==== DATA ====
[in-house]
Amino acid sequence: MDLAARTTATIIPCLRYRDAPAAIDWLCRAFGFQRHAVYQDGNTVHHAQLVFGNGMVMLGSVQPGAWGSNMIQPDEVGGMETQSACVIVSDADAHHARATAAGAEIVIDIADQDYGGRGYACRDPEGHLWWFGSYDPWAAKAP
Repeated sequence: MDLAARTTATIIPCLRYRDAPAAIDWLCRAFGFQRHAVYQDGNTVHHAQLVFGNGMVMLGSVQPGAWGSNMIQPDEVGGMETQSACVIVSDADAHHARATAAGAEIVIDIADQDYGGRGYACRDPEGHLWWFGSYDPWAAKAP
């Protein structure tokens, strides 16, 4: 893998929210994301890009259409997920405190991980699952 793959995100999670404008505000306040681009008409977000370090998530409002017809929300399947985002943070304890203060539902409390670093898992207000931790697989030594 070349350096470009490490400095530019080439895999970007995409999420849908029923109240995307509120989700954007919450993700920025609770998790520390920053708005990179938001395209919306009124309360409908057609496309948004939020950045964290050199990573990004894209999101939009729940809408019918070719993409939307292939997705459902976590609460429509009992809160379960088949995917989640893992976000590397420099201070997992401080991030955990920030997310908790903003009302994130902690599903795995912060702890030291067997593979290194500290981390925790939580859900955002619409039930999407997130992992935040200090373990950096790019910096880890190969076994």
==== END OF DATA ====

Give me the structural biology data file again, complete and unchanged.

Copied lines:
[in-house]
Amino acid sequence: MDLAARTTATIIPCLRYRDAPAAIDWLCRAFGFQRHAVYQDGNTVHHAQLVFGNGMVMLGSVQPGAWGSNMIQPDEVGGMETQSACVIVSDADAHHARATAAGAEIVIDIADQDYGGRGYACRDPEGHLWWFGSYDPWAAKAP
Repeated sequence: MDLAARTTATIIPCLRYRDAPAAIDWLCRAFGFQRHAVYQDGNTVHHAQLVFGNGMVMLGSVQPGAWGSNMIQPDEVGGMETQSACVIVSDADAHHARATAAGAEIVIDIADQDYGGRGYACRDPEGHLWWFGSYDPWAAKAP
């Protein structure tokens, strides 16, 4: 893998929210994301890009259409997920405190991980699952 793959995100999670404008505000306040681009008409977000370090998530409002017809929300399947985002943070304890203060539902409390670093898992207000931790697989030594 070349350096470009490490400095530019080439895999970007995409999420849908029923109240995307509120989700954007919450993700920025609770998790520390920053708005990179938001395209919306009124309360409908057609496309948004939020950045964290050199990573990004894209999101939009729940809408019918070719993409939307292939997705459902976590609460429509009992809160379960088949995917989640893992976000590397420099201070997992401080991030955990920030997310908790903003009302994130902690599903795995912060702890030291067997593979290194500290981390925790939580859900955002619409039930999407997130992992935040200090373990950096790019910096880890190969076994």